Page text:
There’s a good story in the Washington Post today about Ian Desmond’s wife Chelsey and their two young children and the challenges faced by wives and family members of baseball players.
It’ll likely inspire some mixed feelings in you. The Desmonds are, after all, rich, and however logistically difficult it is to keep a family together during a major league baseball season, they don’t have it tough like military families (as Ian Desmond notes) or people who have to struggle to put food on the table, often moving great distances or being away from their families for extended periods do.
But that’s not the point here. The Desmonds aren’t complaining about their lot. The story is more about relaying what it is ballplayers and their families go through to get as much quality family time they can during the season and to show how much of the burden of all of that falls on the wives given the players’ commitments. While this may not inspire sympathy or anything from you, it is an interesting look at a part of the game that we don’t often see.
I would hope by now that I no longer have to preface All-Star talk with my usual “none of this matters” disclaimers, but please keep all of that in mind when I mention that Nick Markakis is leading all National League outfielders in All-Star voting.
Markakis, with 1,173,653 votes, has surpassed the slumping Bryce Harper in that category. Harper has 1,002,696 votes. The third place outfielder is Matt Kemp of the Dodgers with 925,697. Fourth place — Charlie Blackmon of the Dodgers — is like 300,000 votes back of Kemp.Yes, Markakis, Harper and Kemp may be the starting NL outfield. Brandon Nimmo — not on the ballot — should be grumpy, but he’ll get his chance I’m sure.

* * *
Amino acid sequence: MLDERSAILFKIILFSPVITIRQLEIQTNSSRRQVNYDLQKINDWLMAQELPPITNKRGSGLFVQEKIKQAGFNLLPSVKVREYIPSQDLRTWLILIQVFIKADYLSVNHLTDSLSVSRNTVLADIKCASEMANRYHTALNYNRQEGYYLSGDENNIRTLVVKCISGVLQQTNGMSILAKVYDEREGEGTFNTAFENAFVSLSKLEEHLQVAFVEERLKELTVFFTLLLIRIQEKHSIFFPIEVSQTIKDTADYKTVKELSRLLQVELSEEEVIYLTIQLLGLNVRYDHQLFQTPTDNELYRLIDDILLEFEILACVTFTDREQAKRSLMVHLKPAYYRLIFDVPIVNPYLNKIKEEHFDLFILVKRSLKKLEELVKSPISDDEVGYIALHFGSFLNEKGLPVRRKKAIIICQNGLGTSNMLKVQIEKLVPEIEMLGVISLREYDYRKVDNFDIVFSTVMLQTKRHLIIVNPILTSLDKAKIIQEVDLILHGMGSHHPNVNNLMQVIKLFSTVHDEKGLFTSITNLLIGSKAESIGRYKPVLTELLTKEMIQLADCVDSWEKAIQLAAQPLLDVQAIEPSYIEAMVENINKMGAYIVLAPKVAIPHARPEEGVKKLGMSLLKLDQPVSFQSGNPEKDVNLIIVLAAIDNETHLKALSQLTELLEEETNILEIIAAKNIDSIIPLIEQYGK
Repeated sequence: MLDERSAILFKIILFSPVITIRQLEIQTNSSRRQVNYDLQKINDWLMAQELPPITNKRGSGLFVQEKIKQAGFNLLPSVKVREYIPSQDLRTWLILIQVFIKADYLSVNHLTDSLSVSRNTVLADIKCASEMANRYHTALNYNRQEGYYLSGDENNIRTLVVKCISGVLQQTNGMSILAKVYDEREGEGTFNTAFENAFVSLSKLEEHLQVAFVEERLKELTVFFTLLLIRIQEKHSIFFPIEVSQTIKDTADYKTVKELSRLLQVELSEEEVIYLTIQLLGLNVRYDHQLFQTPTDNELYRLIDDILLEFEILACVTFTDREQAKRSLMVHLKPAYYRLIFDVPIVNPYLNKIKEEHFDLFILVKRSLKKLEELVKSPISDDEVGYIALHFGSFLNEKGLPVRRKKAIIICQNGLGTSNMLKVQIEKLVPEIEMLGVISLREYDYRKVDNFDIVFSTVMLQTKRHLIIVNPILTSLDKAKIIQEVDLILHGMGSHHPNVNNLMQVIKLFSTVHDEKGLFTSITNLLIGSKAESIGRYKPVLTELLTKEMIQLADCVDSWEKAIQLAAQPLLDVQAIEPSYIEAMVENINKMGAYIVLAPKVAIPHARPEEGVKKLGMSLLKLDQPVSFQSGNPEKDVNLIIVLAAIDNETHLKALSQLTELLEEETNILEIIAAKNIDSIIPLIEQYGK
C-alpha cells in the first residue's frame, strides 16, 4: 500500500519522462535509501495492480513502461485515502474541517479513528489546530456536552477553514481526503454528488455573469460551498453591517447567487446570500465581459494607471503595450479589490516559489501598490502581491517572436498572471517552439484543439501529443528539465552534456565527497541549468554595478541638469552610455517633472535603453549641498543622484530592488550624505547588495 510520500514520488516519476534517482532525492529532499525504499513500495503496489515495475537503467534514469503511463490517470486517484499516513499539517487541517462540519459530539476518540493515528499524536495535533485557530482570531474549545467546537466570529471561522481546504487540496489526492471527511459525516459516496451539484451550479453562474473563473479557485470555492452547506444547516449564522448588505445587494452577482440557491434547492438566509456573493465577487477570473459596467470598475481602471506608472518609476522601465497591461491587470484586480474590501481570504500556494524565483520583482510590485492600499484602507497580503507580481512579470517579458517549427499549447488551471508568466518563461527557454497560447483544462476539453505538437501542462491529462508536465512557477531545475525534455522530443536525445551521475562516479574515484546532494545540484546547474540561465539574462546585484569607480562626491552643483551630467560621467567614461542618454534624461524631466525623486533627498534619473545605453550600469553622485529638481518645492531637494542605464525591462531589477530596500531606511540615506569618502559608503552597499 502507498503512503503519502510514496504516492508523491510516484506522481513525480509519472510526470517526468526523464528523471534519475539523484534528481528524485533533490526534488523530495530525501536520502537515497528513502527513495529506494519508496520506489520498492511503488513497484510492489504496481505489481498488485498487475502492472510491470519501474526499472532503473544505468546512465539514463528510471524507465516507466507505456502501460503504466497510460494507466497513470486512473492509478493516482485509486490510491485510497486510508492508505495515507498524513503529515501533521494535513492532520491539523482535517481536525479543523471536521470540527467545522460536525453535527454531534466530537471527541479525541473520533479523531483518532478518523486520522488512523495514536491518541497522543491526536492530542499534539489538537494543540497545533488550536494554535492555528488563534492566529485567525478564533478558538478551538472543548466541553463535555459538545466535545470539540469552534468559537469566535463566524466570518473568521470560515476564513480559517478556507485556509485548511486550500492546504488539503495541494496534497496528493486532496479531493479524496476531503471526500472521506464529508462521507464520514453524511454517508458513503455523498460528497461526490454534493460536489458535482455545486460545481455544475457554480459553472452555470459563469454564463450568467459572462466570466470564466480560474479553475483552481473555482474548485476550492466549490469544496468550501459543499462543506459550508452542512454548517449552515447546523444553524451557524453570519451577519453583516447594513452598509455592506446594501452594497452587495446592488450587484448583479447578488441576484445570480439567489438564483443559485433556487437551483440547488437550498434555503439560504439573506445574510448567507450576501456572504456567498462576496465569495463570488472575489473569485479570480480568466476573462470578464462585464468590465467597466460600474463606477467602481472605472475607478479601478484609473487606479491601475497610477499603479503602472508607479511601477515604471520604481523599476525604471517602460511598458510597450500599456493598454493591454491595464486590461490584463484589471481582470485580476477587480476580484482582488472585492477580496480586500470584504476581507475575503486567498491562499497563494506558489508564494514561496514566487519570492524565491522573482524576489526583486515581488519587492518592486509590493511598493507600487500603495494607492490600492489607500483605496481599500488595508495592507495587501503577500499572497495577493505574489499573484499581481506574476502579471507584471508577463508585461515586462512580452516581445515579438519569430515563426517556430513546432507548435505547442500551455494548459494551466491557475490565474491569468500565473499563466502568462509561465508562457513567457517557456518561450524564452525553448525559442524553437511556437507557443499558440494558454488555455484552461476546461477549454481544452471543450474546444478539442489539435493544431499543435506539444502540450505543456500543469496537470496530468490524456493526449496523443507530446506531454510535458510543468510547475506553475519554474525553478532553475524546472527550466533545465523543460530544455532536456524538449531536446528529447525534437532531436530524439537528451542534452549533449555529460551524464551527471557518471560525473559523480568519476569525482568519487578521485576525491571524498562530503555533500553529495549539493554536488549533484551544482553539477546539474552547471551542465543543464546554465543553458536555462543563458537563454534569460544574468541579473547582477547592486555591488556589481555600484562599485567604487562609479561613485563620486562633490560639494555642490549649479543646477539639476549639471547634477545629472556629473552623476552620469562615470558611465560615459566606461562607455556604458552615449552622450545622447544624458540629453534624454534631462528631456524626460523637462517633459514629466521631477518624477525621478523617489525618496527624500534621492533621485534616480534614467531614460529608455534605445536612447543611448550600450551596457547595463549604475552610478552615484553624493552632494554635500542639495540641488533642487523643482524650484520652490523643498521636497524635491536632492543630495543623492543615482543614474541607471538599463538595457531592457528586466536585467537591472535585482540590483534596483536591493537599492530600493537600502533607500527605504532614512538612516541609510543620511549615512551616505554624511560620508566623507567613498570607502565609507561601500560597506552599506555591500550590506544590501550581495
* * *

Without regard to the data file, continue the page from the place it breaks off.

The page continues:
The thing about it: Markakis, for as unexpected as his appearance may be on this list, deserves to at least be in the top three. He’s second in WAR among National League outfielders behind Lorenzo Cain. He’s slowed down a good bit in June and he’s coming off of a 2017 season in which he had a 96 OPS+ and 0.7 WAR, but he’s having quite an outstanding season. I write that mostly so that there is a record of it come October and we’ve all forgotten it.
Seriously, though, good for Markakis, who has never made an All-Star Game. Good for Kemp too for that matter, who most people assumed was a walking — well, limping — corpse heading into this season. Good for Harper because anything that can keep up the guise of him having a good year when, in reality, he’s really not, will help his confidence as he heads into free agency.
Finally, good for the American League, who will likely get to face a far, far inferior National League team next month in Washington.
The rest of the voting: